NASA, ESA's Hubble Space Telescope captures photo of not-so-lonely spiral galaxy

The Hubble Space Telescope was able to capture a photo of a spiral galaxy that's part of a massive galactic cluster.

NGC 1706
The NGC 1706 galaxy ESA/Hubble & NASA, A. Bellini et al.

A stunning image of a distant spiral galaxy was recently photographed by the Hubble Space Telescope, which is operated through a partnership between NASA and the European Space Agency (ESA). Although it seems the photo only shows one galaxy, the space agencies noted that it is part of a massive galactic cluster.

The cluster featured in the space telescope's latest photo has been identified as NGC 1706. It is situated about 230 million light-years away from Earth and can be spotted within the constellation known as Dorado. NGC 1706 was first discovered by British astronomer John Herschel in 1837. Similar to Milky Way, where Earth is located, NGC 1706 is classified as a spiral galaxy. The galaxy's distinct shape can be seen in Hubble's latest photo through the wispy cosmic arms radiating from its centre.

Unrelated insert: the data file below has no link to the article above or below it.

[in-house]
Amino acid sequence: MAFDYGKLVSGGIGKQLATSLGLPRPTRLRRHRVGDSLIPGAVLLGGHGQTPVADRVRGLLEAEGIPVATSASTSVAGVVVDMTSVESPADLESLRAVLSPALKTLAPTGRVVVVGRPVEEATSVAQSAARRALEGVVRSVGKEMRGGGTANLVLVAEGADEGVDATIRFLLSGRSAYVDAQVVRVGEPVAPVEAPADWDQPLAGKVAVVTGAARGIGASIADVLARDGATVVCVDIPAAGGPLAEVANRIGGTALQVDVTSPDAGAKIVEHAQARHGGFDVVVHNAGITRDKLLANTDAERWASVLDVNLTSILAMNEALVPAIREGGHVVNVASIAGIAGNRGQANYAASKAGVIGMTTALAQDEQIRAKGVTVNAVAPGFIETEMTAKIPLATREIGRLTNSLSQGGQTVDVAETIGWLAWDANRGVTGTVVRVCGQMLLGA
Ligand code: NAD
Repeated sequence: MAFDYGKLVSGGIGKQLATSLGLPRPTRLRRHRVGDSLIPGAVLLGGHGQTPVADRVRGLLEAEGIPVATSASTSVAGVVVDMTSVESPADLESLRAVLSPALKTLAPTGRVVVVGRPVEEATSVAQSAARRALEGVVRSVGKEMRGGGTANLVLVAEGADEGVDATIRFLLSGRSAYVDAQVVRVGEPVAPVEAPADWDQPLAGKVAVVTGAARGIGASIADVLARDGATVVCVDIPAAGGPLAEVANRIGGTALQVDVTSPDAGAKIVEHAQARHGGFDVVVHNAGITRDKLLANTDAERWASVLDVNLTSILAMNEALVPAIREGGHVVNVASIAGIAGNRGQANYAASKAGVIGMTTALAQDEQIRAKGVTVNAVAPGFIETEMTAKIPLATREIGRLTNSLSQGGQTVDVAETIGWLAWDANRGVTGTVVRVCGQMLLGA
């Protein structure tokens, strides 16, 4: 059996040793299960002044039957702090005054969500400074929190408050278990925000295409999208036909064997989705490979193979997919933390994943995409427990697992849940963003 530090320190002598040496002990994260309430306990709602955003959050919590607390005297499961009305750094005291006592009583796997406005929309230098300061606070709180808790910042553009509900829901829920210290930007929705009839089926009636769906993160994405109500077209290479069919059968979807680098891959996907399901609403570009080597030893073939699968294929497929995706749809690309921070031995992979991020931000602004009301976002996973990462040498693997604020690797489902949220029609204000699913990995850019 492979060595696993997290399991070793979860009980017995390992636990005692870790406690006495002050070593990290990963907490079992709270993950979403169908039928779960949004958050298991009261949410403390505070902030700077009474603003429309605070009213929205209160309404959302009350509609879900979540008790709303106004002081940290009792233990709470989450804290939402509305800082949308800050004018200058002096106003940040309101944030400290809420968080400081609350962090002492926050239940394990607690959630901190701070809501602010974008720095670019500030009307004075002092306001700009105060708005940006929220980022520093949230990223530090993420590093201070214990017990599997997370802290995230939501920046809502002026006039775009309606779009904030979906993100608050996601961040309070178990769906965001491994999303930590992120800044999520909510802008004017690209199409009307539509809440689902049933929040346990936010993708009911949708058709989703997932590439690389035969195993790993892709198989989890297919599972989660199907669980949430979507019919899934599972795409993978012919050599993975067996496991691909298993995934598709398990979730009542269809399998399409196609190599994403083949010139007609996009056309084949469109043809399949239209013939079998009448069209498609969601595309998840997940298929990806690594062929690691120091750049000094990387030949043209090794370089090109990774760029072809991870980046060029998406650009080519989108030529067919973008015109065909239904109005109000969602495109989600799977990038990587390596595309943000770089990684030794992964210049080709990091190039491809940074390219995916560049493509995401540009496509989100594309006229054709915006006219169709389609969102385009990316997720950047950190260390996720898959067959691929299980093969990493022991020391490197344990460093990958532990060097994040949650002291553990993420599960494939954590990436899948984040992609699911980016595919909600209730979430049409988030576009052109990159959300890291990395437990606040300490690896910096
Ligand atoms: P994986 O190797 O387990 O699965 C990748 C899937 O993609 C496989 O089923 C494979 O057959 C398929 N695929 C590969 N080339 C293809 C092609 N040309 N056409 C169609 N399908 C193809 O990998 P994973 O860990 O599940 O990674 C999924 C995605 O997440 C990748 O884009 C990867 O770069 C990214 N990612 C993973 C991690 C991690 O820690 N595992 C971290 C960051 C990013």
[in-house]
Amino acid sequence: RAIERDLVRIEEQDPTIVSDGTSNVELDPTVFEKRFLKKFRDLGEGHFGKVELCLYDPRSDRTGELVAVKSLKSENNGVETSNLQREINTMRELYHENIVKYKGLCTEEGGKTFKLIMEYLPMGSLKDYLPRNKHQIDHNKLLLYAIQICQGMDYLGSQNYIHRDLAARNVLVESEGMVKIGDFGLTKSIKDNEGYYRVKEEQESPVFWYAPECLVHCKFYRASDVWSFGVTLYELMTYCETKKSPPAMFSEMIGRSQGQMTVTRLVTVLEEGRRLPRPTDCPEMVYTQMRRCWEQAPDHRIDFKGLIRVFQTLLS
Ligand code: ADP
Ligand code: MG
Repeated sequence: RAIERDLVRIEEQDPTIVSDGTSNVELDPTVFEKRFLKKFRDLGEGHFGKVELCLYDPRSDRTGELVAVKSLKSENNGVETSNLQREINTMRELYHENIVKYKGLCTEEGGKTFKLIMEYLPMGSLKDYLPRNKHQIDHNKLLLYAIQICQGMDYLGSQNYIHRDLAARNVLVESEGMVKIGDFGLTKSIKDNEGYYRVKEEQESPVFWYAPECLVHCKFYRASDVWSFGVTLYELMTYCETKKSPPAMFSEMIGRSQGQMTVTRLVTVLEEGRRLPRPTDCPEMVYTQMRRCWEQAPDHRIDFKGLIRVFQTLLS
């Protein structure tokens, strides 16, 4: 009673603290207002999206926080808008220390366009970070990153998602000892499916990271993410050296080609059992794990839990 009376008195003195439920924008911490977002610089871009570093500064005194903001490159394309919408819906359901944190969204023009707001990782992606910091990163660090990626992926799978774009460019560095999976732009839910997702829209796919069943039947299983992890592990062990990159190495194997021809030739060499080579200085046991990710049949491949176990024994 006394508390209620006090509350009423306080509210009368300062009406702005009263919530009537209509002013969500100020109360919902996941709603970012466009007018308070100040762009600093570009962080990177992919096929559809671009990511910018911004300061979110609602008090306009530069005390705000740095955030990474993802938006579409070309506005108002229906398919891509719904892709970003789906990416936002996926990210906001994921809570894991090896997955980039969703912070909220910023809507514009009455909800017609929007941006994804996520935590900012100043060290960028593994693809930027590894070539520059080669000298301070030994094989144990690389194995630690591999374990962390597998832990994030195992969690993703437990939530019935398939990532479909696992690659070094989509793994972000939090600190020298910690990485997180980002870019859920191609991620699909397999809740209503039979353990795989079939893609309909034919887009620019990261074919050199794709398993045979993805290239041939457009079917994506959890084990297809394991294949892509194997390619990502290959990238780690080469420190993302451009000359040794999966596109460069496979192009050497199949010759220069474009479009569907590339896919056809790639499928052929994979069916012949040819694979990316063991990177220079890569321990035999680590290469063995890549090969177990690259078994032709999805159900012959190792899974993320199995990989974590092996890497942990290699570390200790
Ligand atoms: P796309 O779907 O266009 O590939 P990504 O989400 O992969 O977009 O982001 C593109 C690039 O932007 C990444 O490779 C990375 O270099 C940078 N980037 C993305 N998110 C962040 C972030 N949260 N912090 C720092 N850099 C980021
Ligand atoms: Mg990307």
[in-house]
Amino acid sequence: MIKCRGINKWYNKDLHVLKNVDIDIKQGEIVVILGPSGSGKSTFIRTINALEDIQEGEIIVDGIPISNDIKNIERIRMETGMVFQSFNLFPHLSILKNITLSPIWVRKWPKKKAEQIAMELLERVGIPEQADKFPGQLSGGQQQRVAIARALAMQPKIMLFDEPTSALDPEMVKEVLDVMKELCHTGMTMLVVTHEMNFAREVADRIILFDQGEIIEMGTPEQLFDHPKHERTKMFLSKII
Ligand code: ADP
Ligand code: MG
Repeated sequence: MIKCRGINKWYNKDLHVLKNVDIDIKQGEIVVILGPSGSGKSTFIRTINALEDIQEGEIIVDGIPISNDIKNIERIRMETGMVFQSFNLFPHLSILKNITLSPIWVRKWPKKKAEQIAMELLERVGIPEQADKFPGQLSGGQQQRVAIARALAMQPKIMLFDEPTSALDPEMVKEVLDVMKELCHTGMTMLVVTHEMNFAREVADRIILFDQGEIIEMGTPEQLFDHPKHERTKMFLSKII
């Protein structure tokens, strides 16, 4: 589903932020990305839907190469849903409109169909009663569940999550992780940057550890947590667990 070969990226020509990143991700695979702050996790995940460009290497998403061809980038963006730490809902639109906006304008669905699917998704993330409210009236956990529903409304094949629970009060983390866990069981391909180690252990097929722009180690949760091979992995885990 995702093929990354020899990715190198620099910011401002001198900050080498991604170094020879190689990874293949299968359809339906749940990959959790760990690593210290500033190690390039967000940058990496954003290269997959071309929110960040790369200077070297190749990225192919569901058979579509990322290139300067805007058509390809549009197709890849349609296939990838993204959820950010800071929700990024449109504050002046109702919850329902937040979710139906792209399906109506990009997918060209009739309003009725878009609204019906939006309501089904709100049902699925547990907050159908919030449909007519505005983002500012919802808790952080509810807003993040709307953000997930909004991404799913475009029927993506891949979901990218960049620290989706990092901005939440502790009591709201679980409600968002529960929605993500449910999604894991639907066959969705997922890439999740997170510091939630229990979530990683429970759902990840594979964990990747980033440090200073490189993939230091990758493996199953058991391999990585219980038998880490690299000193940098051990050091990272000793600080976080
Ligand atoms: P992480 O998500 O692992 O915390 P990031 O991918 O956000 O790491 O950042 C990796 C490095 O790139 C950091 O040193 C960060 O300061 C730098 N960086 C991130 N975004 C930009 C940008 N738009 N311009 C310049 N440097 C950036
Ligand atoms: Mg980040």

"Galaxies may seem lonely, floating alone in the vast, inky blackness of the sparsely populated cosmos — but looks can be deceiving," the ESA explained in a statement. "This image of NGC 1706, taken by the NASA/ESA Hubble Space Telescope, is a good example of this. NGC 1706 is a spiral galaxy, about 230 million light-years away, in the constellation of Dorado."

IC 4653
Photo of the IC 4653 galaxy captured by the Hubble Space Telescope. ESA/Hubble & NASA, D. Rosario CEA, Durham University

Although Hubble's photo also seems to show one galaxy, the ESA noted that NGC 1706 is actually part of a massive cluster that contains up to 50 galaxies. Some of these appear in the photo as bright orbs. According to the ESA, these galactic clusters are bound together by their strong gravitational forces. About 50 per cent of all known galaxies, including Milky Way, are part of galactic clusters.

"NGC 1706 is known to belong to something known as a galaxy group, which is just as the name suggests — a group of up to 50 galaxies which are gravitationally bound and hence relatively close to each other," ESA stated. "Around half of the galaxies we know of in the universe belong to some kind of group, making them incredibly common cosmic structures. Our home galaxy, the Milky Way, belongs to the Local Group, which also contains the Andromeda galaxy, the Large and Small Magellanic clouds, and the Triangulum galaxy."

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